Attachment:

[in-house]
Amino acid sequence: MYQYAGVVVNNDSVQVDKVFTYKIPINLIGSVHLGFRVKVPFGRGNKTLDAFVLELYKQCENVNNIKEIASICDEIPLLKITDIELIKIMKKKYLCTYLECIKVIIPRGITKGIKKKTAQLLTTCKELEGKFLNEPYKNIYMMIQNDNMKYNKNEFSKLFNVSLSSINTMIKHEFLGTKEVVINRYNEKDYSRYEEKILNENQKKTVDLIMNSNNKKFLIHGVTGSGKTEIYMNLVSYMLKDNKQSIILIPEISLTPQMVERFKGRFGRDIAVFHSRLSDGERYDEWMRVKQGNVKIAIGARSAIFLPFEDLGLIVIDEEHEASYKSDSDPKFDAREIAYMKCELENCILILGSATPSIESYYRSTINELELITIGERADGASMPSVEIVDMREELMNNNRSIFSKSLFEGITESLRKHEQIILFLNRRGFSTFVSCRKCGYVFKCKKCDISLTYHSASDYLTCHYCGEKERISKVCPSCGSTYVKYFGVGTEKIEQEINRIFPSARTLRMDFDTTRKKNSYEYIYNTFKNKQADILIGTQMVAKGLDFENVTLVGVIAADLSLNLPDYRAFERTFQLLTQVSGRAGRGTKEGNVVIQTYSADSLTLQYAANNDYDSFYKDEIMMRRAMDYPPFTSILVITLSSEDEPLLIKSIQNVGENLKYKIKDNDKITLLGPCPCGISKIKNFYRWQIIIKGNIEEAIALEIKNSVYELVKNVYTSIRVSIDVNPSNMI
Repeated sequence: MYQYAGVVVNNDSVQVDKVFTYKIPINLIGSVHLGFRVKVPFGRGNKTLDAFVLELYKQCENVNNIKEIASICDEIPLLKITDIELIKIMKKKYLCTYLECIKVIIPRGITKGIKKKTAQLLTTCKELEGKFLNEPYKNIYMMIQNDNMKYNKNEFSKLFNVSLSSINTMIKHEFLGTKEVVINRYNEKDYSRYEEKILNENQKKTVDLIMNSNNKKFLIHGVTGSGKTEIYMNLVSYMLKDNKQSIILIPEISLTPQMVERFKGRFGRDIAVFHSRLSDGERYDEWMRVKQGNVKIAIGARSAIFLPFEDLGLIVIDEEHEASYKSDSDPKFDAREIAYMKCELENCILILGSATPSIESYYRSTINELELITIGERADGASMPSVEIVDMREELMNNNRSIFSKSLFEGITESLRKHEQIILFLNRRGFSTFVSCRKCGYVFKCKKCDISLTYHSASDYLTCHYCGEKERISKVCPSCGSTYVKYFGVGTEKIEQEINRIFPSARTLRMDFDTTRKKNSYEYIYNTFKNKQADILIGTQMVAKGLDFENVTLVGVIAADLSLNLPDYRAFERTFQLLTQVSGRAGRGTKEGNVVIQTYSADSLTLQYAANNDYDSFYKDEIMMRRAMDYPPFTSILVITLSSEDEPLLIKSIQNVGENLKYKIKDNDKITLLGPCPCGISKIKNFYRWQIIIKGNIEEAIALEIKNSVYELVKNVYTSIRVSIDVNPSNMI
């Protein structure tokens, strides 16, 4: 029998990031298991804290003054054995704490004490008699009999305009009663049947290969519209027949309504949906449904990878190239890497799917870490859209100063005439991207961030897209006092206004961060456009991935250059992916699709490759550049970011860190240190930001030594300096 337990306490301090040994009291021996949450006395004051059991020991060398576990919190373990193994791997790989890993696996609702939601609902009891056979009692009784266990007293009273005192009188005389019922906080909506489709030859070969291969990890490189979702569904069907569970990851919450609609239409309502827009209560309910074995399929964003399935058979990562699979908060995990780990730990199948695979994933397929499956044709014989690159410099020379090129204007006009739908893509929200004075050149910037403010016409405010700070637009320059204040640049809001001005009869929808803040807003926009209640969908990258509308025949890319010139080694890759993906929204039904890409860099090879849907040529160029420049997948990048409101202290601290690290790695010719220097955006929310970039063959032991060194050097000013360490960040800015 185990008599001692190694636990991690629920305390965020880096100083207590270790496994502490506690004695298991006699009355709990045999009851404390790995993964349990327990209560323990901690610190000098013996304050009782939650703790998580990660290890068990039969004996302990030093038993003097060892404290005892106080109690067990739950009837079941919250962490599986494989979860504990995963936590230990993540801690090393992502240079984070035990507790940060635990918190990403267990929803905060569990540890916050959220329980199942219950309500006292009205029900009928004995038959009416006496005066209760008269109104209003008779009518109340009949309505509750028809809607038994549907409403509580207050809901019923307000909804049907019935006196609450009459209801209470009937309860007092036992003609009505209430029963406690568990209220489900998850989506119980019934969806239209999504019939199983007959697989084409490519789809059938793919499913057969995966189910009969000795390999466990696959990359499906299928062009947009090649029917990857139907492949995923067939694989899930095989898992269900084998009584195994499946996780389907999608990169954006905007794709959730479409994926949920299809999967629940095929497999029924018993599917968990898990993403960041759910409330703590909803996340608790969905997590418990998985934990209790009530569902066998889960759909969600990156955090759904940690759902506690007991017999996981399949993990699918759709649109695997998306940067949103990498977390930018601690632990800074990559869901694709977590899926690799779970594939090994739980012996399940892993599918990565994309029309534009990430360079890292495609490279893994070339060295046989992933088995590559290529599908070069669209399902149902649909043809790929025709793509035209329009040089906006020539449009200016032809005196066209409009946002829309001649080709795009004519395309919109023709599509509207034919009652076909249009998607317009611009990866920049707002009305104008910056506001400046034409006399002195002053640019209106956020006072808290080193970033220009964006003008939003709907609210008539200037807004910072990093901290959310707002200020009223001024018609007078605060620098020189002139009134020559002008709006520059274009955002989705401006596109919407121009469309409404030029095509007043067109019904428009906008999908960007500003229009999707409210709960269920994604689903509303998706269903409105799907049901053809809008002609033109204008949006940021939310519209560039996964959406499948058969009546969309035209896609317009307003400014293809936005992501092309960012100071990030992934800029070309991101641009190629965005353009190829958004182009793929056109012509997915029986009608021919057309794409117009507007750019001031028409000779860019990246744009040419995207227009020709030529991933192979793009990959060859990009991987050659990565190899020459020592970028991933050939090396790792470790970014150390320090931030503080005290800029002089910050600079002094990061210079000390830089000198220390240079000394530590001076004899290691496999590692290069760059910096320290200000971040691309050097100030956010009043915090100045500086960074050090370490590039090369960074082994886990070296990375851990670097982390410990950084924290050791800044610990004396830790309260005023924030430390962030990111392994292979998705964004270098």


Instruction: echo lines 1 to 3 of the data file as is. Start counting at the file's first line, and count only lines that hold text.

[in-house]
Amino acid sequence: MYQYAGVVVNNDSVQVDKVFTYKIPINLIGSVHLGFRVKVPFGRGNKTLDAFVLELYKQCENVNNIKEIASICDEIPLLKITDIELIKIMKKKYLCTYLECIKVIIPRGITKGIKKKTAQLLTTCKELEGKFLNEPYKNIYMMIQNDNMKYNKNEFSKLFNVSLSSINTMIKHEFLGTKEVVINRYNEKDYSRYEEKILNENQKKTVDLIMNSNNKKFLIHGVTGSGKTEIYMNLVSYMLKDNKQSIILIPEISLTPQMVERFKGRFGRDIAVFHSRLSDGERYDEWMRVKQGNVKIAIGARSAIFLPFEDLGLIVIDEEHEASYKSDSDPKFDAREIAYMKCELENCILILGSATPSIESYYRSTINELELITIGERADGASMPSVEIVDMREELMNNNRSIFSKSLFEGITESLRKHEQIILFLNRRGFSTFVSCRKCGYVFKCKKCDISLTYHSASDYLTCHYCGEKERISKVCPSCGSTYVKYFGVGTEKIEQEINRIFPSARTLRMDFDTTRKKNSYEYIYNTFKNKQADILIGTQMVAKGLDFENVTLVGVIAADLSLNLPDYRAFERTFQLLTQVSGRAGRGTKEGNVVIQTYSADSLTLQYAANNDYDSFYKDEIMMRRAMDYPPFTSILVITLSSEDEPLLIKSIQNVGENLKYKIKDNDKITLLGPCPCGISKIKNFYRWQIIIKGNIEEAIALEIKNSVYELVKNVYTSIRVSIDVNPSNMI
Repeated sequence: MYQYAGVVVNNDSVQVDKVFTYKIPINLIGSVHLGFRVKVPFGRGNKTLDAFVLELYKQCENVNNIKEIASICDEIPLLKITDIELIKIMKKKYLCTYLECIKVIIPRGITKGIKKKTAQLLTTCKELEGKFLNEPYKNIYMMIQNDNMKYNKNEFSKLFNVSLSSINTMIKHEFLGTKEVVINRYNEKDYSRYEEKILNENQKKTVDLIMNSNNKKFLIHGVTGSGKTEIYMNLVSYMLKDNKQSIILIPEISLTPQMVERFKGRFGRDIAVFHSRLSDGERYDEWMRVKQGNVKIAIGARSAIFLPFEDLGLIVIDEEHEASYKSDSDPKFDAREIAYMKCELENCILILGSATPSIESYYRSTINELELITIGERADGASMPSVEIVDMREELMNNNRSIFSKSLFEGITESLRKHEQIILFLNRRGFSTFVSCRKCGYVFKCKKCDISLTYHSASDYLTCHYCGEKERISKVCPSCGSTYVKYFGVGTEKIEQEINRIFPSARTLRMDFDTTRKKNSYEYIYNTFKNKQADILIGTQMVAKGLDFENVTLVGVIAADLSLNLPDYRAFERTFQLLTQVSGRAGRGTKEGNVVIQTYSADSLTLQYAANNDYDSFYKDEIMMRRAMDYPPFTSILVITLSSEDEPLLIKSIQNVGENLKYKIKDNDKITLLGPCPCGISKIKNFYRWQIIIKGNIEEAIALEIKNSVYELVKNVYTSIRVSIDVNPSNMI